Kelly Clarkson has emerged victorious in a legal dispute against her ex-husband and former manager, Brandon Blackstock.
Legal documents obtained by People magazine reveal that Blackstock faced accusations of improperly securing gigs for the renowned talk show host and American Idol winner while allegedly overcharging her in booking fees.
A California labor commissioner determined that Blackstock had exceeded his managerial role by facilitating contracts with prominent entities such as The Voice, the Billboard Music Awards, Wayfair, and Norwegian Cruise Line.
The commissioner highlighted that, according to California law, such substantial deals should have been secured by a licensed talent agency rather than an acting manager.
Consequently, Blackstock has been directed to reimburse the $2,641,374 he received in related commission fees.
“Under the Talent Agencies Act (TAA), a manager, like any person without a talent agency license, cannot procure or attempt to procure employment for artists,” read the lawsuit.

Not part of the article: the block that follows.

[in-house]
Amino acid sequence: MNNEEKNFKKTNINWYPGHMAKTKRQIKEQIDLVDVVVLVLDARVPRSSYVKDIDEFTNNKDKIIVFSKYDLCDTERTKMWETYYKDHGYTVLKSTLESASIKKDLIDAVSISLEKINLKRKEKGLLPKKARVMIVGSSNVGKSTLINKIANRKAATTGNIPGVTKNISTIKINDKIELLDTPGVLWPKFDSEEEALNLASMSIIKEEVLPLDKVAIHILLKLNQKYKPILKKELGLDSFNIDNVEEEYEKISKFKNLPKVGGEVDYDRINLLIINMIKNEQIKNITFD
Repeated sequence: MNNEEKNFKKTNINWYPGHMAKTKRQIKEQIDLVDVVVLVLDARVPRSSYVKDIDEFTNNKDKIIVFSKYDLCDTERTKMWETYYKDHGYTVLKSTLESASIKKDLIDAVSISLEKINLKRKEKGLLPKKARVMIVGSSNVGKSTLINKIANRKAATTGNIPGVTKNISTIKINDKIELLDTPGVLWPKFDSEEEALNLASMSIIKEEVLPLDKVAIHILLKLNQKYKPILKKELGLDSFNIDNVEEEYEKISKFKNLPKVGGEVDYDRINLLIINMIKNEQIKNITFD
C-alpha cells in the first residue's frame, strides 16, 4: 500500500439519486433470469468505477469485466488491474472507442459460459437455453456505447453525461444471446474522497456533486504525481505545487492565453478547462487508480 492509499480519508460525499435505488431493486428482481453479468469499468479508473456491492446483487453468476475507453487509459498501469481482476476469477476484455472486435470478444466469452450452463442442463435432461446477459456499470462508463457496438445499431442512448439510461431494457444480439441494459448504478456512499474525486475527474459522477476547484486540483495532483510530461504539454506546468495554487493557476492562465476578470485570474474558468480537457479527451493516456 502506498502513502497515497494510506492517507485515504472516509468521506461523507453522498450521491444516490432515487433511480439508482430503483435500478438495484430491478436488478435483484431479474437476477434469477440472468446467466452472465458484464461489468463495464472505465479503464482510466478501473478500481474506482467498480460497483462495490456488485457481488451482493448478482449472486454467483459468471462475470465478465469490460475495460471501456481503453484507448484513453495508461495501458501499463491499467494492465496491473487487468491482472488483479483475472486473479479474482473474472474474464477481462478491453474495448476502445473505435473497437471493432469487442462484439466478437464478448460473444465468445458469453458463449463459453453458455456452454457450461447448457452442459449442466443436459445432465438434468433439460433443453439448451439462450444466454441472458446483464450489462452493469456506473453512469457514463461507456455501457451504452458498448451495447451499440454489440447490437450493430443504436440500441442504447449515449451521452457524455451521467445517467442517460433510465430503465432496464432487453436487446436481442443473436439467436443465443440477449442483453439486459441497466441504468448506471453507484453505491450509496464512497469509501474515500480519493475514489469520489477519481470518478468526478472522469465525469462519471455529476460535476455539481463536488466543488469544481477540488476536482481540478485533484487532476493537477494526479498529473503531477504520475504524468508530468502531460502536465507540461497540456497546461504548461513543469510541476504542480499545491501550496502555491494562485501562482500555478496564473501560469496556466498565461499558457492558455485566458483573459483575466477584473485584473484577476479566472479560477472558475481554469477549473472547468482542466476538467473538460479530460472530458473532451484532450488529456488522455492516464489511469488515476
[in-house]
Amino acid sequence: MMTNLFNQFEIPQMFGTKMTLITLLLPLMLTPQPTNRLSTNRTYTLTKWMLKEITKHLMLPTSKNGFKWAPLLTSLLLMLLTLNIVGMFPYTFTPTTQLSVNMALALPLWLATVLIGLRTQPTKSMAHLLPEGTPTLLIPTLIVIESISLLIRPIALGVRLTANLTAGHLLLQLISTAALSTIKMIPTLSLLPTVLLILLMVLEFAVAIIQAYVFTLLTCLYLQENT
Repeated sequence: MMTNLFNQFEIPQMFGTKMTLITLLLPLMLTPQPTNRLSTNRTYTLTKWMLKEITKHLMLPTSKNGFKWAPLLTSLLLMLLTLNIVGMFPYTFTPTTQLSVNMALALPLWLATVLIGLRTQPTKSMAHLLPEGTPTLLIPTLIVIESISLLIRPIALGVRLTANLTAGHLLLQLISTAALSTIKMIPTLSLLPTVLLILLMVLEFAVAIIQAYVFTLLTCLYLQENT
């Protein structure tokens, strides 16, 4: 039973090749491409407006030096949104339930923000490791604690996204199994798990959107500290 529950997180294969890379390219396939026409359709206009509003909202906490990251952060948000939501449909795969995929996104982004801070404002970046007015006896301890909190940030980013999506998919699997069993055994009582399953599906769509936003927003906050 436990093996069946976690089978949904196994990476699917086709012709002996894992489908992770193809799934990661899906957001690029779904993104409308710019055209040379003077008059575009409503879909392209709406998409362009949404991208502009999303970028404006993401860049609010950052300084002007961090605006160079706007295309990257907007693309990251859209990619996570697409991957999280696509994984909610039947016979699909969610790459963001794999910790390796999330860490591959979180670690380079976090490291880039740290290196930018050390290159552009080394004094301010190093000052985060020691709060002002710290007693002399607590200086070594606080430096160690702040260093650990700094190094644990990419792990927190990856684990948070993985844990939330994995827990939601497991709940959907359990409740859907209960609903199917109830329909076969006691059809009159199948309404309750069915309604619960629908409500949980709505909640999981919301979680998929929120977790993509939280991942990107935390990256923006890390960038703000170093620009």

However, the commissioner rejected Clarkson’s efforts to recover fees she had previously paid Blackstock in connection to her eponymous talk show, as he collaborated with her talent agency in finalizing the deal.
Blackstock’s legal team reportedly plans to appeal the commissioner’s decision.
Kelly Clarkson married Blackstock in 2013 and filed for divorce about seven years later, citing irreconcilable differences. They share two children: River Rose, 9, and Remington “Remy” Alexander, 7. The divorce was finalized in March of the previous year, with Clarkson required to pay Blackstock a lump sum of $1.3 million, along with $45,000 per month in child support and $115,000 per month in spousal support, set to conclude in January of the upcoming year.
Earlier this year, Clarkson released her 10th studio album, “Chemistry,” marking her first original LP since her separation from Blackstock. In a September interview on the Today Show, she shared insights into the album’s creation and its focus on relationships, describing it as a means of processing personal experiences through writing.